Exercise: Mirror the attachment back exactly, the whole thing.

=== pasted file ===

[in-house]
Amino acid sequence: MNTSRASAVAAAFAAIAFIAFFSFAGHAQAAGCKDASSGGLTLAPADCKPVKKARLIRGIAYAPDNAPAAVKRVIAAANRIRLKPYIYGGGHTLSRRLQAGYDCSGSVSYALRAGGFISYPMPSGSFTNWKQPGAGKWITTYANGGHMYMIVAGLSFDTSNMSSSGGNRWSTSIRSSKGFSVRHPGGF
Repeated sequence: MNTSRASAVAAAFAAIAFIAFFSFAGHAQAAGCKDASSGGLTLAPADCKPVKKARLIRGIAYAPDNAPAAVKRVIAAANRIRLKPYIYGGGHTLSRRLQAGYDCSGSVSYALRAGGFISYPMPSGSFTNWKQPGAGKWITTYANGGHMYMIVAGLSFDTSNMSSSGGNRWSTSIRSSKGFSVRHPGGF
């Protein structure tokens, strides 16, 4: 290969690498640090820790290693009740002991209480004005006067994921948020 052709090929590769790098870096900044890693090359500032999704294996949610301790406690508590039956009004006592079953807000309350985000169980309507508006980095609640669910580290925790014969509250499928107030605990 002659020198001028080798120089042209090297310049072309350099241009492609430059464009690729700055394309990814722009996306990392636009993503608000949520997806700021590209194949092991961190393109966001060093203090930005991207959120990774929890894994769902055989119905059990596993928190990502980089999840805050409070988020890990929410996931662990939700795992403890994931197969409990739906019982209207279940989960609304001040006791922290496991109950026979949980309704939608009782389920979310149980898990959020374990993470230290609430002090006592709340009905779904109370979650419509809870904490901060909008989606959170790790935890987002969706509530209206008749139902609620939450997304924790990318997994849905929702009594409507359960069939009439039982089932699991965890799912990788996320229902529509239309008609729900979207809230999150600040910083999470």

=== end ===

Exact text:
[in-house]
Amino acid sequence: MNTSRASAVAAAFAAIAFIAFFSFAGHAQAAGCKDASSGGLTLAPADCKPVKKARLIRGIAYAPDNAPAAVKRVIAAANRIRLKPYIYGGGHTLSRRLQAGYDCSGSVSYALRAGGFISYPMPSGSFTNWKQPGAGKWITTYANGGHMYMIVAGLSFDTSNMSSSGGNRWSTSIRSSKGFSVRHPGGF
Repeated sequence: MNTSRASAVAAAFAAIAFIAFFSFAGHAQAAGCKDASSGGLTLAPADCKPVKKARLIRGIAYAPDNAPAAVKRVIAAANRIRLKPYIYGGGHTLSRRLQAGYDCSGSVSYALRAGGFISYPMPSGSFTNWKQPGAGKWITTYANGGHMYMIVAGLSFDTSNMSSSGGNRWSTSIRSSKGFSVRHPGGF
């Protein structure tokens, strides 16, 4: 290969690498640090820790290693009740002991209480004005006067994921948020 052709090929590769790098870096900044890693090359500032999704294996949610301790406690508590039956009004006592079953807000309350985000169980309507508006980095609640669910580290925790014969509250499928107030605990 002659020198001028080798120089042209090297310049072309350099241009492609430059464009690729700055394309990814722009996306990392636009993503608000949520997806700021590209194949092991961190393109966001060093203090930005991207959120990774929890894994769902055989119905059990596993928190990502980089999840805050409070988020890990929410996931662990939700795992403890994931197969409990739906019982209207279940989960609304001040006791922290496991109950026979949980309704939608009782389920979310149980898990959020374990993470230290609430002090006592709340009905779904109370979650419509809870904490901060909008989606959170790790935890987002969706509530209206008749139902609620939450997304924790990318997994849905929702009594409507359960069939009439039982089932699991965890799912990788996320229902529509239309008609729900979207809230999150600040910083999470």